Wednesday, September 7, 2011

Ka-Nom -- where simple dough fritters steal the show

Bangkok has, to me, always been a lifestyle location. For a normal tourist, aside of relentless shopping, eating and the odd massage, there might be nothing much else to do (unless you are interested in ladyboys and grotesque Thai-girl shows). I can't really argue against that, but for me, Bangkok is a metropolitan city that bustles with freedom and creativity. As a result, designer cafes and cool chill-out spots sprout up in the oddest of places, especially along a few small streets (aka the Ekkamai and Thong Lo area) in Sukhumvit where the so-called HiSo (High- society) and expats hang out frequently.

Li Li and myself happened to be along Sukhumvit Soi 49 one day when my sit-in-a-nice-cafe-and-do-nothing mode hit me once again. I have to admit that I have had too many of these rushes of blood since I came to Bangkok, but what's not to love when we can really free our minds of any worries and just spend some nice time together? So we decided to spend our next 2 hours in a cafe called Ka-Nom (they call themselves a boutique bakery).

Another one of those nice little cafes in the middle of nowhere
The moment we stepped inside, it became obvious that their star attraction would surely be their pies and Portuguese egg-tarts, which cost a whopping 40baht each (very pricey considering my tried-and-tested ones from KFC cost only 19baht).

One needs great conviction to give one of these pies/tarts a miss, especially the egg-tarts.

Personally, what caught my eye was the little dough-frying stall right outside this self-proclaimed boutique bakery. Deep-fried dough fritters, or what the Chinese call 油条, would be the last thing I expect to see on the menu in a cafe with this ambience, but it really did seem to be one of the leading lights here.

Thai dough fritters are short, unlike the very long ones in Singapore
We were pleasantly surprised when our lunch arrived on our tables, because both pasta dishes were relatively authentic and extremely fragrant.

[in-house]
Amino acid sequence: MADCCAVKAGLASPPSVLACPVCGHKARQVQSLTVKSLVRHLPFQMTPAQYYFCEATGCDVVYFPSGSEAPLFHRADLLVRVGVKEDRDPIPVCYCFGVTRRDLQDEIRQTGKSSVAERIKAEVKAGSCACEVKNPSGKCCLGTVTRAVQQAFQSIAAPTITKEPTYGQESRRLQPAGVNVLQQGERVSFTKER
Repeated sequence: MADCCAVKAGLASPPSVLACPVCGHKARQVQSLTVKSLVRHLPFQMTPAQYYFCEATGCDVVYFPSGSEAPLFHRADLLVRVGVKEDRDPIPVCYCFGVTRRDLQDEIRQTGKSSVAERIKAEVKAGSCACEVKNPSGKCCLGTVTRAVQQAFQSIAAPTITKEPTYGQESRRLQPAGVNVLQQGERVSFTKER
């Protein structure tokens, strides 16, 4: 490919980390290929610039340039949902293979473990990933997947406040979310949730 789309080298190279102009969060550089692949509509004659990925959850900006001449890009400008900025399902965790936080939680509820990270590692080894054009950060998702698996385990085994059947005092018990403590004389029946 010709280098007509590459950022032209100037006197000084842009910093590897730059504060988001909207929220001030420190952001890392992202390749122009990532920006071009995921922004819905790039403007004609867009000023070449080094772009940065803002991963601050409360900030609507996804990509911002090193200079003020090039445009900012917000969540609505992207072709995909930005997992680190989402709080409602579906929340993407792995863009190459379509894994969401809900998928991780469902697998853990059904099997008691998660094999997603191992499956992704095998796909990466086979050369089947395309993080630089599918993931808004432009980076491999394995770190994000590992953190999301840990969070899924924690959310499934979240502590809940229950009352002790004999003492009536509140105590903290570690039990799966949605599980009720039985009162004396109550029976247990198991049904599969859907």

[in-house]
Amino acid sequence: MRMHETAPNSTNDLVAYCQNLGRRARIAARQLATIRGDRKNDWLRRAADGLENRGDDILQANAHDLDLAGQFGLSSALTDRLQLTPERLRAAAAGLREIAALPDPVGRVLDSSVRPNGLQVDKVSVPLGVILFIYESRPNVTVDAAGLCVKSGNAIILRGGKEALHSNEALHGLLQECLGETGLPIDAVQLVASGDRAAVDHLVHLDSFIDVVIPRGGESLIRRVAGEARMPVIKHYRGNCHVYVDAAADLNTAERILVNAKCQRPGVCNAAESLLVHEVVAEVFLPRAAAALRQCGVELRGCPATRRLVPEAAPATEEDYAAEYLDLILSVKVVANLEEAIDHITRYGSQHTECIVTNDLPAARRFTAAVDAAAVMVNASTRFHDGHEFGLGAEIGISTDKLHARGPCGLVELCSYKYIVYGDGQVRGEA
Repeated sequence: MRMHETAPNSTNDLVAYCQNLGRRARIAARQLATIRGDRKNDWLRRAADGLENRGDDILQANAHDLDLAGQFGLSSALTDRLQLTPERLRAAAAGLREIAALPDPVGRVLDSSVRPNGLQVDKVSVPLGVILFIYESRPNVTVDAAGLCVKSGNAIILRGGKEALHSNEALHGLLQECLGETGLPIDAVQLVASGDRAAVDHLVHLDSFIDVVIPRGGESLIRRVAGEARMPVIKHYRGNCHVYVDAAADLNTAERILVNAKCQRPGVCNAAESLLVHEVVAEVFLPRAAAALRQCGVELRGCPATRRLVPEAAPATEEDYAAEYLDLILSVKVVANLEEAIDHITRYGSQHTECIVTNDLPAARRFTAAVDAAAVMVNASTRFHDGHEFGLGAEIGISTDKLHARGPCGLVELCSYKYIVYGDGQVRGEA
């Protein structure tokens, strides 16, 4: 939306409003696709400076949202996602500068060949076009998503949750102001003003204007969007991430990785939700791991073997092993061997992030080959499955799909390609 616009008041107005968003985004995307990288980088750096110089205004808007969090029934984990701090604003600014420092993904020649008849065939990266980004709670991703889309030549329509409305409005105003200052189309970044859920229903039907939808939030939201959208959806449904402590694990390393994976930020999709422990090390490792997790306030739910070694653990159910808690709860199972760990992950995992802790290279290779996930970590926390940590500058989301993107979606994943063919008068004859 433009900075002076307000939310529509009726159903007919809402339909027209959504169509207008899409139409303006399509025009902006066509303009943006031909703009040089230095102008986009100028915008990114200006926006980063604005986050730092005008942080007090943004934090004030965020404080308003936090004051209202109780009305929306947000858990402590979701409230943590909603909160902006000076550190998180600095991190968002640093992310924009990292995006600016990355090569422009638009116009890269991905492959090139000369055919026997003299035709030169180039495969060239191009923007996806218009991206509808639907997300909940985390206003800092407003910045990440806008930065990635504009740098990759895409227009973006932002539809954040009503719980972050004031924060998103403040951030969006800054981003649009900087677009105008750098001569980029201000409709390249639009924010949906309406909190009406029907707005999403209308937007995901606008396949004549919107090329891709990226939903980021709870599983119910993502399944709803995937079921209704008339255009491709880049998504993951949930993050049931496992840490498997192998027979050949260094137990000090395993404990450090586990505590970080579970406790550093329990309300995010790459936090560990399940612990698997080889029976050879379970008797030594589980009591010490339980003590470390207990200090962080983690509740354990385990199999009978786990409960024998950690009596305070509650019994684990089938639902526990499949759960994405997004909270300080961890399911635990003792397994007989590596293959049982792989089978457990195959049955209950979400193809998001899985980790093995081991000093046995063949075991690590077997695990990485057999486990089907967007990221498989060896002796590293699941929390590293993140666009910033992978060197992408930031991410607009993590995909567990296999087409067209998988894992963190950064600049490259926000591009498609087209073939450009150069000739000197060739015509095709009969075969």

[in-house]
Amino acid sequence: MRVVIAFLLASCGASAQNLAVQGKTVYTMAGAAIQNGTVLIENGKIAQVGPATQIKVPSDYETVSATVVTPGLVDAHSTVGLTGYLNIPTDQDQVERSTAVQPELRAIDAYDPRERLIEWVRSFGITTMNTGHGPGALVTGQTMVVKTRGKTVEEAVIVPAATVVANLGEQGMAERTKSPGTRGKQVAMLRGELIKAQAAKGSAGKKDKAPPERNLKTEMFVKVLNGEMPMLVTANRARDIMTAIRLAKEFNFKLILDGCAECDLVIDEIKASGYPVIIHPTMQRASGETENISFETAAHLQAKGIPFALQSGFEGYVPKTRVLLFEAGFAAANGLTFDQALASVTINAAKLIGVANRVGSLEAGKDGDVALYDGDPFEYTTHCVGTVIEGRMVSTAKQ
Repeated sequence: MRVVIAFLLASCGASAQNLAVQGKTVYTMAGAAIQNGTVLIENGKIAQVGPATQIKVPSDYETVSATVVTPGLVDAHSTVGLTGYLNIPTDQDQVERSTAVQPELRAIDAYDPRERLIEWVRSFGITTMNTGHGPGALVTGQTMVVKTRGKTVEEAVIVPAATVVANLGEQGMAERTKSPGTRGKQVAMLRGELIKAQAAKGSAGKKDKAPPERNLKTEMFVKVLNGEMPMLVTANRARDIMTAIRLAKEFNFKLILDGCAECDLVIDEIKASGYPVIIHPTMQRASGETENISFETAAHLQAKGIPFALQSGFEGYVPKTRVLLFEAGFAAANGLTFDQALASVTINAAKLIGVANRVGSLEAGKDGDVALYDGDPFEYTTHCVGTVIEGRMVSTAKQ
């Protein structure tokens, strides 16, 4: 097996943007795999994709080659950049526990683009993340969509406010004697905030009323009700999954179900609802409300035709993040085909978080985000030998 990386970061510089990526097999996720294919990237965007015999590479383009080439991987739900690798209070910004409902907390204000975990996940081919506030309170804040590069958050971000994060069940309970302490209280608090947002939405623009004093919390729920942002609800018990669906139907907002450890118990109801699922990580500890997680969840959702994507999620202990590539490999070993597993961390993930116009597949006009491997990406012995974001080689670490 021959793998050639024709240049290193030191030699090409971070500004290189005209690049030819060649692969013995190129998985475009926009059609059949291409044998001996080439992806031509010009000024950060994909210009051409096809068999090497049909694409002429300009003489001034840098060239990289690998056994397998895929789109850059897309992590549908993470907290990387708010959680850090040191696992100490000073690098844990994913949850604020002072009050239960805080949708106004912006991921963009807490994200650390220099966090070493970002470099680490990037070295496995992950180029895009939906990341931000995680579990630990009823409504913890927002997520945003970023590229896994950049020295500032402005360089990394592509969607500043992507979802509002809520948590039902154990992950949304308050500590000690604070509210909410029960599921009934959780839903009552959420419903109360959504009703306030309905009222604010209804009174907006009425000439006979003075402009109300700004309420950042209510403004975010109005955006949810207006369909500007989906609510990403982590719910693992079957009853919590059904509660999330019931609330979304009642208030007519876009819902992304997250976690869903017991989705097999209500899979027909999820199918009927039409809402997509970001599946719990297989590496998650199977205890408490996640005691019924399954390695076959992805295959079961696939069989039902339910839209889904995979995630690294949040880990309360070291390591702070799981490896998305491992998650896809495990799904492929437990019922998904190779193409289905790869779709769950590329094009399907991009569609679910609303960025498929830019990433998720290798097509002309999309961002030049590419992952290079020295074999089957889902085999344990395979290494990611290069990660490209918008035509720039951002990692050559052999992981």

Li Li's Penne Alfredo with smoked salmon (160baht only), tastes wonderful
My Spaghetti Aglio Olio w/ beef (160baht)
I'd like to give special mention to my Spaghetti Aglio Olio. This dish is Italy's version of our simple stir-fried noodles (炒面)and it's traditionally a celebration of good olive oil, garlic and well-made pasta. More often than not though, restaurants in this region will end up serving an oily, bland mess of starchy over-cooked noodles. This serving however, gave me everything I wanted from a proper plate of Aglio Olio -- well-seasoned, slightly spicy, lots and lots of fragrant garlic, Al-dente spaghetti, fresh beef. Unfortunately, all's not perfect. Like most other similar eateries in Bangkok, Ka-Nom fell into the vicious cycle of trying to fusion it with Thai cuisine by unnecessarily adding in a handful of Thai basil. That said, I am sure I would get my perfect Aglio Olio next time when I remind them not to add the basil in. For the price, the serving size, ambience and taste, Ka-Nom's pasta dishes really put Singapore's alarmingly popular PastaMania to shame.

So now for the main event - dough fritters. Unlike usual dough fritters, which is slightly savoury, Ka-Nom made theirs slightly sweet to make it a perfectly sinful dessert. We are supposed to eat it with a knife and fork, dipped into their smooth and delicate custard (3 colours, but all taste the same).

5 palm-sized dough fritters for 50baht

To be honest, and I hope I am not exaggerating, I never expected myself to be impressed by dough fritters to this extent. I am not so good with words, but they managed to encrust a deliciously-sweet soft dough with a thicker-than usual crisp shell. There was hardly any oil at the bottom of our plate too. 5 fritters were too many for one sitting, so we were delighted to bring 2 home for later enjoyment (they gave us extra custard to bring home, how nice). For a nice cafe which serves decent drinks and excellent food, I salute them for successfully making overpriced egg tarts (they were predictably very good too) and the often-underappreciated dough fritters the stars of their show.

Lastly, for a shocking (??!) revelation. Our meal at Ka-Nom was preceded by both of us enduring the pain of needles to draw blood for a medical check-up. Seeing the smiles on our faces, it is clear that we both enjoyed it (this was taken BEFORE the nice food came), why not? We would gladly do anything to ensure the health of our Baby in Bangkok.


  1. Nephew, I heard from my siblings how impressive you are being the STRANGER IN BANGKOK, I have to say the rumour is TRUE. Well done.

  2. Thank you very much my dear Aunt in Australia. I am very very flattered. I just try to do a blog in a way that I would enjoy reading. I should really blog more then...

    And yes, the other rumour is also true, but why is there a rumour? I did not tell anyone.


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